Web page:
By Ted Barrett
The U.S. government has identified "a certain number of people" believed involved in the Benghazi, Libya, attack, a senior Republican lawmaker told CNN on Tuesday.
The lawmaker said that government investigators have put identities to individuals seen in surveillance video of the attack.
"They know the names. That's what we haven't known. These are individuals they know now. Not just the pictures," the senior lawmaker said.
The lawmaker, who is familiar with the status of the investigation, could not say how many had been identified.
Just last week, Attorney General Eric Holder hinted there were developments in the investigation. FULL POST
Kerry adamant White House not involved in intelligence leaks
By Ted Barrett
The Democratic chairman of the Senate Foreign Relations Committee said he is “really upset” about recent leaks of classified information because it “endangers our long-term security” and it “begs retaliation.” But Sen. John Kerry of Massachusetts was adamant that no one at the White House or in Democratic politics was involved in the leaks.
“I know that people at the White House were not involved,” he said.
Asked about suggestions from Sen. John McCain of Arizona and other Republicans that the leaks came from someone trying to boost the president’s political standing, Kerry said they are wrong. FULL POST
Senators got a taste Wednesday night of what Secretary of Defense Leon Panetta has called his worst nightmare, a cyber attack on the on the United States' infrastructure.
Senior officials from the Obama administration briefed assembled senators on a hypothetical scenario, said National Security Spokeswoman Caitlin Hayden. The briefing, at the request of the senators, was intended "to provide all Senators with an appreciation for new legislative authorities that could help the U.S. Government prevent and more quickly respond to cyber attacks," according to Hayden. FULL POST
By Ted Barrett and Kate Bolduan
Israeli Prime Minister Benjamin Netanyahu told U.S. senators he has not decided whether to strike nuclear sites in Iran, according to two Democratic senators who attended a meeting with him in the Capitol Tuesday.
“They say they haven’t made a decision and I take them at face value,” Sen. John Kerry of Massachusetts, the chairman of the Foreign Relations Committee said after the meeting.” “But I think they are making very clear their distinction between the U.S. perception of timing and theirs.” FULL POST
By Adam Levine
After initially threatening a veto, the White House has issued a statement saying changes made by the House and Senate regarding controversial detainee provisions are sufficient and advisors will no longer advise the president to veto the 2012 Defense Authorization bill if it passes the House and Senate.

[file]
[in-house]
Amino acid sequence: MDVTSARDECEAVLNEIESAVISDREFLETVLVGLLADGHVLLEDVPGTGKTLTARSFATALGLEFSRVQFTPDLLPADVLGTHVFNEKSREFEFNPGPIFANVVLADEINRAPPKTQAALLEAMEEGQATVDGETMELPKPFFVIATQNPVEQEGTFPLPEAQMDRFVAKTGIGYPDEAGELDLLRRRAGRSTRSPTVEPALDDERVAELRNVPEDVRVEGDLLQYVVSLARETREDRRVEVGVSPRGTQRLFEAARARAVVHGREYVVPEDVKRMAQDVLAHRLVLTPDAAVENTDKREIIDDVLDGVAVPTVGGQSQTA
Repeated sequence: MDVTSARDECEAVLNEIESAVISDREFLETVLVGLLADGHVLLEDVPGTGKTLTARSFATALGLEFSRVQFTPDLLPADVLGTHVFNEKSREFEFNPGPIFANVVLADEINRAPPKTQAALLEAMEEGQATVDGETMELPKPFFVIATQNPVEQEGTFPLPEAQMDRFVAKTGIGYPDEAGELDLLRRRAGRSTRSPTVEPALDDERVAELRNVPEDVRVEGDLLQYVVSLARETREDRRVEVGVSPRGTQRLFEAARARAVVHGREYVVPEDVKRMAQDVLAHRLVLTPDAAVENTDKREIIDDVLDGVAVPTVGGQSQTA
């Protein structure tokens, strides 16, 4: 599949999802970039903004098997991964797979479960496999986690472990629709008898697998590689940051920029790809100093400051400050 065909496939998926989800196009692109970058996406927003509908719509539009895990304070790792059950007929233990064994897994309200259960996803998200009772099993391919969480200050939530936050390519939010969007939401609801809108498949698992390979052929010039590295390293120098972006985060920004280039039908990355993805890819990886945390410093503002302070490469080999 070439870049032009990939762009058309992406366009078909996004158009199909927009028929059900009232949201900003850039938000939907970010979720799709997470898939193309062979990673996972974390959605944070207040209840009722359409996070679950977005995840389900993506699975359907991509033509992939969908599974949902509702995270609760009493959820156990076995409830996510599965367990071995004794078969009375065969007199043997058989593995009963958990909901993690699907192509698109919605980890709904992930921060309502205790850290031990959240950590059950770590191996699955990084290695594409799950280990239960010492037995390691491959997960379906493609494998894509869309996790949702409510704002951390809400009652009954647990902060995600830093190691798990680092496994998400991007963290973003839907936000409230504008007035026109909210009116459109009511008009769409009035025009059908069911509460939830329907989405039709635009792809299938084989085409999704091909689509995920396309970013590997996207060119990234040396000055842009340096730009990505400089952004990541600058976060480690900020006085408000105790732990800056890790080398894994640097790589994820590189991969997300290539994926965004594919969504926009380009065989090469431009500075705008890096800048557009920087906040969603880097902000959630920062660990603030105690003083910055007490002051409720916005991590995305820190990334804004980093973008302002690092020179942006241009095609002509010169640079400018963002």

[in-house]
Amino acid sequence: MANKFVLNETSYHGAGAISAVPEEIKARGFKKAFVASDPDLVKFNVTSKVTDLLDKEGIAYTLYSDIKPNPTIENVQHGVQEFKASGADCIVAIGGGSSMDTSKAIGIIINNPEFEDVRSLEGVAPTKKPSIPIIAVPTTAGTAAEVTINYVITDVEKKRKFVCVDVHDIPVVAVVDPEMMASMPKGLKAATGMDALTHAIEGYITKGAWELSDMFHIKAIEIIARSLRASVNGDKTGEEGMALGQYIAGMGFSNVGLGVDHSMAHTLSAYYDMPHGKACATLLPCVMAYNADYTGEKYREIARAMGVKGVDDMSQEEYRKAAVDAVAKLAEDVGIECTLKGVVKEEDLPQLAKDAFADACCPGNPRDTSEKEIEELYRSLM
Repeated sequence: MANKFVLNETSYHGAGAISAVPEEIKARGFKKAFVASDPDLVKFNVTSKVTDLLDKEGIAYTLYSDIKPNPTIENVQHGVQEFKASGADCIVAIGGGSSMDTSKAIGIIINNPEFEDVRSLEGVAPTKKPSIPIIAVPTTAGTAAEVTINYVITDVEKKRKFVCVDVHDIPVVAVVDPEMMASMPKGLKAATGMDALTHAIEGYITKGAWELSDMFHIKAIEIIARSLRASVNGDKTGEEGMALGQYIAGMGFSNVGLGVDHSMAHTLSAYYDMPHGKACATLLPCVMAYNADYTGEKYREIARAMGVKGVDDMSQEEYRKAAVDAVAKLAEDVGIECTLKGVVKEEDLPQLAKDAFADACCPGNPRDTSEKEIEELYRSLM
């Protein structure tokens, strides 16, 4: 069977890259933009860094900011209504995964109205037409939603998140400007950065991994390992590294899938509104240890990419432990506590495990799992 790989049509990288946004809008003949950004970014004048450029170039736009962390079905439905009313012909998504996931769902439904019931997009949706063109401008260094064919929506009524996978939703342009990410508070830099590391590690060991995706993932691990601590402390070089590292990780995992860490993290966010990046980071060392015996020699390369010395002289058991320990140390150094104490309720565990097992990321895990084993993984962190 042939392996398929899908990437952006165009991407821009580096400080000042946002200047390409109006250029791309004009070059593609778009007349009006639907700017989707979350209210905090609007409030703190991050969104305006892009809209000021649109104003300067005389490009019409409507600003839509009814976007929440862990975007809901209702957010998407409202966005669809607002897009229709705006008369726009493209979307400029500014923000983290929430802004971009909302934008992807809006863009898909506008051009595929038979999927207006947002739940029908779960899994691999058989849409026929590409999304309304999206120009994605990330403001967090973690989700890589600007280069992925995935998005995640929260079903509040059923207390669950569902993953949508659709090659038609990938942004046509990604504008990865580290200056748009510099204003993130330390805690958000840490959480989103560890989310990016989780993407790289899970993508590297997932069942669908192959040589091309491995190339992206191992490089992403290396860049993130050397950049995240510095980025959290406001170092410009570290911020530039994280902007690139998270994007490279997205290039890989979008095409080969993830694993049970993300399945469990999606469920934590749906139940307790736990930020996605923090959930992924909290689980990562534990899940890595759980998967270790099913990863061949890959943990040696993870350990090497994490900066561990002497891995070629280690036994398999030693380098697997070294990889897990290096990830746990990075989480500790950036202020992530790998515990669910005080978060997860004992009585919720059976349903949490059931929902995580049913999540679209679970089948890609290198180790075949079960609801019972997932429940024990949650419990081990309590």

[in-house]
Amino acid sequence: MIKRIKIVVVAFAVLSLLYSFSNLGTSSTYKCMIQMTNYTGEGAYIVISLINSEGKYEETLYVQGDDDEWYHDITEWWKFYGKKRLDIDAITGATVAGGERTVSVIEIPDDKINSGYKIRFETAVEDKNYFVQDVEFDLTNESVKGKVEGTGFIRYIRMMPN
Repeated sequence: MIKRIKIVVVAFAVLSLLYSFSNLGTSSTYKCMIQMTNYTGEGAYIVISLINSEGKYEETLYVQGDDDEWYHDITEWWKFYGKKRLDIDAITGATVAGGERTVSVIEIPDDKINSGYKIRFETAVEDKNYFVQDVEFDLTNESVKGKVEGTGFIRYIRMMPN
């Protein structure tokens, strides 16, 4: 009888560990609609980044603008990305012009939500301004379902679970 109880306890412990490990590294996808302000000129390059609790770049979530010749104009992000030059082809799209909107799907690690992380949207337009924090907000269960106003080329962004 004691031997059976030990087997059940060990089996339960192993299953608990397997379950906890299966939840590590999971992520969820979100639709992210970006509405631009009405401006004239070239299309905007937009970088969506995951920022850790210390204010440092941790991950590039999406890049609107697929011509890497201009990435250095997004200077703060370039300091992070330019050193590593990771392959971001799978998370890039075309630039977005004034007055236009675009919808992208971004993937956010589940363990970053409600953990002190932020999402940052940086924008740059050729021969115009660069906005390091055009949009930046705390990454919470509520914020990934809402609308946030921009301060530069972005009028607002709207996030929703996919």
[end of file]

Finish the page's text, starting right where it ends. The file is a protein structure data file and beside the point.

The detainee provision sought to codify rules that would mandate that the military would hold in custody and try terror suspects. That concerned the White House and many lawmakers who think the responsibility belongs, in part, to law enforcement agencies and the federal courts and warned that Americans could possibly be detained indefinitely by the military.
The White House reversal comes on the same day that the FBI Director Robert Mueller told a Senate committee hearing that while some of the changes are helpful, the provisions regarding what happens at the time of an arrest "lack clarity" and did not address all of his concerns about the ability to gain cooperation after an arrest.
"It lacks clarity with regard to what happens if - we had a case in Lackawanna, New York, and an arrest has to be made there and there's no military within several hundred miles," Mueller said.
Mueller said it is an issue too when FBI and military can both be on the scene.
"My concern is that you do not want to have FBI agents and military showing up at the scene at the same time on a covered person or with a covered person. There may be some uncovered persons there with some uncertainty as to who has the role and who is gonna do what," Mueller noted. FULL POST
The Senate on Thursday passed a giant defense bill that includes a new policy for detaining and trying suspected al Qaeda terrorists - a policy that attracted controversy during the debate and may draw a presidential veto.
The defense authorization bill passed by a vote of 93-7.
In keeping with budget cuts across the government, the $662 billion bill shrinks Pentagon spending by $43 billion from last year. It includes funding for the wars in Iraq and Afghanistan and sets policies for the various weapons systems and personnel programs at the Defense Department.